Solutions will be hard in a country as poor as Bangladesh, but they are not impossible. Bangladesh has, in other development areas including reducing poverty and maternal mortality, had significant achievements. The prime minister, Sheikh Hasina, at the July 2014 Girl Summit in London, pledged to end child marriage under age 15, and reduce the frequency of marriage between ages 15 and 18 by one-third in Bangladesh by 2021. She also promised to end all child marriage under age 18 by 2041 and outlined steps to achieve these goals including reforming the law and developing a national plan of action. Although these goals, even if achieved, would see children continue to marry for the next 26 years, at least they seemed to signal welcome attention to the issue by the Bangladesh government.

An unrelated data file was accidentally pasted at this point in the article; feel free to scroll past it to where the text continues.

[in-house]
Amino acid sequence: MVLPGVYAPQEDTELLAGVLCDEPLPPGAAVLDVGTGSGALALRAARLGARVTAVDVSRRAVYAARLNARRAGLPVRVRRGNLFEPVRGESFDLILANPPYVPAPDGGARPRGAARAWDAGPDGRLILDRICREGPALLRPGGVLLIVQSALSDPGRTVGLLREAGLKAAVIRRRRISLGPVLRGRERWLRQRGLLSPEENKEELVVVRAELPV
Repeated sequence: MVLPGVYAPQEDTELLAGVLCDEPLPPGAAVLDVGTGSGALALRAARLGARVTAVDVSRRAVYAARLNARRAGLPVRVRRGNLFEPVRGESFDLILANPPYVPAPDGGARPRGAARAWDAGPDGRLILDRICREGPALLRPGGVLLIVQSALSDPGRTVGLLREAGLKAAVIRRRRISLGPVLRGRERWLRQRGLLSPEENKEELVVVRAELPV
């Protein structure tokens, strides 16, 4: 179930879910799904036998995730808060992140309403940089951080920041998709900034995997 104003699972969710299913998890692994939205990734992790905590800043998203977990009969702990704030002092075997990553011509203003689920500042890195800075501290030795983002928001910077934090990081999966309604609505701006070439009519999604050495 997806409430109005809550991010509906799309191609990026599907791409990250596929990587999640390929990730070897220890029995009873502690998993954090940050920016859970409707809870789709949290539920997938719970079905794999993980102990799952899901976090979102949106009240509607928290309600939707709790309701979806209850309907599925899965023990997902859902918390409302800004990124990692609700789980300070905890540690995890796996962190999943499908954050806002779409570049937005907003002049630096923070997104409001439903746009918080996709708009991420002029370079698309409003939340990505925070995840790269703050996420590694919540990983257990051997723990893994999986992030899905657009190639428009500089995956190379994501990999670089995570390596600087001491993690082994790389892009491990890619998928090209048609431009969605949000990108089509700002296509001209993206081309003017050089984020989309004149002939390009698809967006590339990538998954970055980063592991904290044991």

It is easy to see what the plan of action should include. Make local officials enforce the law. Fire and prosecute officials who forge birth certificates. Try harder to keep girls in school, especially at the critical transition from primary to secondary school. Teach girls—and boys—about sexuality and family planning and the risks of early pregnancy. Crack down on sexual harassment and threats to girls. Do a better job of assisting families reeling from natural disaster.

In the months since the prime minister’s July 2014 speech in London, however, the government has failed to meet its own deadlines for law reform and planning. Worse yet, it has taken a step backwards by proposing to lower the age of marriage for girls from 18 to 16.

Bangladesh’s girls need their government to take them seriously—before another generation of girls see their lives destroyed.